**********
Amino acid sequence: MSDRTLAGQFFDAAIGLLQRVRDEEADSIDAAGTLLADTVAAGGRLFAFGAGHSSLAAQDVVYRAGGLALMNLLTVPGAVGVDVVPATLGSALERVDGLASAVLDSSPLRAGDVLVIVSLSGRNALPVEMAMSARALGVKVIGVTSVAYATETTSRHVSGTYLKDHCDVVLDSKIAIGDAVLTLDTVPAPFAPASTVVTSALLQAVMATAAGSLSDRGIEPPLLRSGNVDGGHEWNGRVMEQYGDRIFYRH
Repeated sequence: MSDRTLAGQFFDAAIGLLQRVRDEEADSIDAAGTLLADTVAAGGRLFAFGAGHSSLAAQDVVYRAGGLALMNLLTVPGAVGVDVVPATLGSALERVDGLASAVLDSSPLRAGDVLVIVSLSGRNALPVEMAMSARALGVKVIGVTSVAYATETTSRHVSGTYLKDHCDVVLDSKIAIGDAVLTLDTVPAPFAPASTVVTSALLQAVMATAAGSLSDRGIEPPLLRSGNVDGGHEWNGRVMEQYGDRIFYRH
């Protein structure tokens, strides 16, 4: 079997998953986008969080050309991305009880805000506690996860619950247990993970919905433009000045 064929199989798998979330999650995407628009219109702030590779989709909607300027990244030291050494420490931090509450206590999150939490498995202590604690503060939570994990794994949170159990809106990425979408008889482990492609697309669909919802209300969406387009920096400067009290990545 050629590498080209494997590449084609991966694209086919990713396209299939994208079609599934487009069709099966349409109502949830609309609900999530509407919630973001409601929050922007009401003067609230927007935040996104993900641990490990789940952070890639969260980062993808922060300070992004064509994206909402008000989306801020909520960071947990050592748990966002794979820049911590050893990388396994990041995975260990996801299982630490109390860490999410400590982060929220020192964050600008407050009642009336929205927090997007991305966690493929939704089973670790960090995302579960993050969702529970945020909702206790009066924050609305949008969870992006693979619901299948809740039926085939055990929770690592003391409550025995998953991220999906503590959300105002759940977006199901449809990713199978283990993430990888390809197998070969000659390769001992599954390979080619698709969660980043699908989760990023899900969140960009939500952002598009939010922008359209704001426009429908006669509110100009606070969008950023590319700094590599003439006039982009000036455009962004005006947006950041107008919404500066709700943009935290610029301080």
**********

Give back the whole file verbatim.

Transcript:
Amino acid sequence: MSDRTLAGQFFDAAIGLLQRVRDEEADSIDAAGTLLADTVAAGGRLFAFGAGHSSLAAQDVVYRAGGLALMNLLTVPGAVGVDVVPATLGSALERVDGLASAVLDSSPLRAGDVLVIVSLSGRNALPVEMAMSARALGVKVIGVTSVAYATETTSRHVSGTYLKDHCDVVLDSKIAIGDAVLTLDTVPAPFAPASTVVTSALLQAVMATAAGSLSDRGIEPPLLRSGNVDGGHEWNGRVMEQYGDRIFYRH
Repeated sequence: MSDRTLAGQFFDAAIGLLQRVRDEEADSIDAAGTLLADTVAAGGRLFAFGAGHSSLAAQDVVYRAGGLALMNLLTVPGAVGVDVVPATLGSALERVDGLASAVLDSSPLRAGDVLVIVSLSGRNALPVEMAMSARALGVKVIGVTSVAYATETTSRHVSGTYLKDHCDVVLDSKIAIGDAVLTLDTVPAPFAPASTVVTSALLQAVMATAAGSLSDRGIEPPLLRSGNVDGGHEWNGRVMEQYGDRIFYRH
């Protein structure tokens, strides 16, 4: 079997998953986008969080050309991305009880805000506690996860619950247990993970919905433009000045 064929199989798998979330999650995407628009219109702030590779989709909607300027990244030291050494420490931090509450206590999150939490498995202590604690503060939570994990794994949170159990809106990425979408008889482990492609697309669909919802209300969406387009920096400067009290990545 050629590498080209494997590449084609991966694209086919990713396209299939994208079609599934487009069709099966349409109502949830609309609900999530509407919630973001409601929050922007009401003067609230927007935040996104993900641990490990789940952070890639969260980062993808922060300070992004064509994206909402008000989306801020909520960071947990050592748990966002794979820049911590050893990388396994990041995975260990996801299982630490109390860490999410400590982060929220020192964050600008407050009642009336929205927090997007991305966690493929939704089973670790960090995302579960993050969702529970945020909702206790009066924050609305949008969870992006693979619901299948809740039926085939055990929770690592003391409550025995998953991220999906503590959300105002759940977006199901449809990713199978283990993430990888390809197998070969000659390769001992599954390979080619698709969660980043699908989760990023899900969140960009939500952002598009939010922008359209704001426009429908006669509110100009606070969008950023590319700094590599003439006039982009000036455009962004005006947006950041107008919404500066709700943009935290610029301080």